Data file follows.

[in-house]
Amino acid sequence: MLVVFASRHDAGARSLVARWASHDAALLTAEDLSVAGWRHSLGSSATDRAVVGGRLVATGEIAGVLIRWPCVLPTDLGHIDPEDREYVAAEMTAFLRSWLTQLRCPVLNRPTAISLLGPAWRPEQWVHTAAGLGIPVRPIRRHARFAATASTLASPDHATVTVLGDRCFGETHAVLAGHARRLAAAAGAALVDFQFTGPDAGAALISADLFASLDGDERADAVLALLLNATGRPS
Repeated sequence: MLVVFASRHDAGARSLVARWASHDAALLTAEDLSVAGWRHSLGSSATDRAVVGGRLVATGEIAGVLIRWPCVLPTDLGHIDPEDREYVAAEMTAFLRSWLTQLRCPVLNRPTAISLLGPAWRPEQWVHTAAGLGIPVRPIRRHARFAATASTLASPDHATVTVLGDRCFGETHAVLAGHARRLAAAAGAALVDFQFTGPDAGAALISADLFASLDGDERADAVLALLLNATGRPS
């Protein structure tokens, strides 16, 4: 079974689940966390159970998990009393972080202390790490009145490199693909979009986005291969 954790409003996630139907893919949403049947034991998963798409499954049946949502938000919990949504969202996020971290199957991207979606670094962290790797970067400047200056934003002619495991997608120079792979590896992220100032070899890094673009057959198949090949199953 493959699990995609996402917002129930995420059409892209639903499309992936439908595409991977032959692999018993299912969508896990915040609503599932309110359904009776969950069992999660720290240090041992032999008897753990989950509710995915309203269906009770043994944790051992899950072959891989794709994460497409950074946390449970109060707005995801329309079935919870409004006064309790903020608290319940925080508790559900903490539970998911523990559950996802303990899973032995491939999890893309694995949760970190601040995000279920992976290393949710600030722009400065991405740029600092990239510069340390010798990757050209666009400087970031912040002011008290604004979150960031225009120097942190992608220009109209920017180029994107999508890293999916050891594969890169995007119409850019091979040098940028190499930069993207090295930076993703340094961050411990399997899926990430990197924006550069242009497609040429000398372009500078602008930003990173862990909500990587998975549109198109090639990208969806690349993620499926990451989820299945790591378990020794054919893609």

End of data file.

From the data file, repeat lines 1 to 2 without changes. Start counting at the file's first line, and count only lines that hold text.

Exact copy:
[in-house]
Amino acid sequence: MLVVFASRHDAGARSLVARWASHDAALLTAEDLSVAGWRHSLGSSATDRAVVGGRLVATGEIAGVLIRWPCVLPTDLGHIDPEDREYVAAEMTAFLRSWLTQLRCPVLNRPTAISLLGPAWRPEQWVHTAAGLGIPVRPIRRHARFAATASTLASPDHATVTVLGDRCFGETHAVLAGHARRLAAAAGAALVDFQFTGPDAGAALISADLFASLDGDERADAVLALLLNATGRPS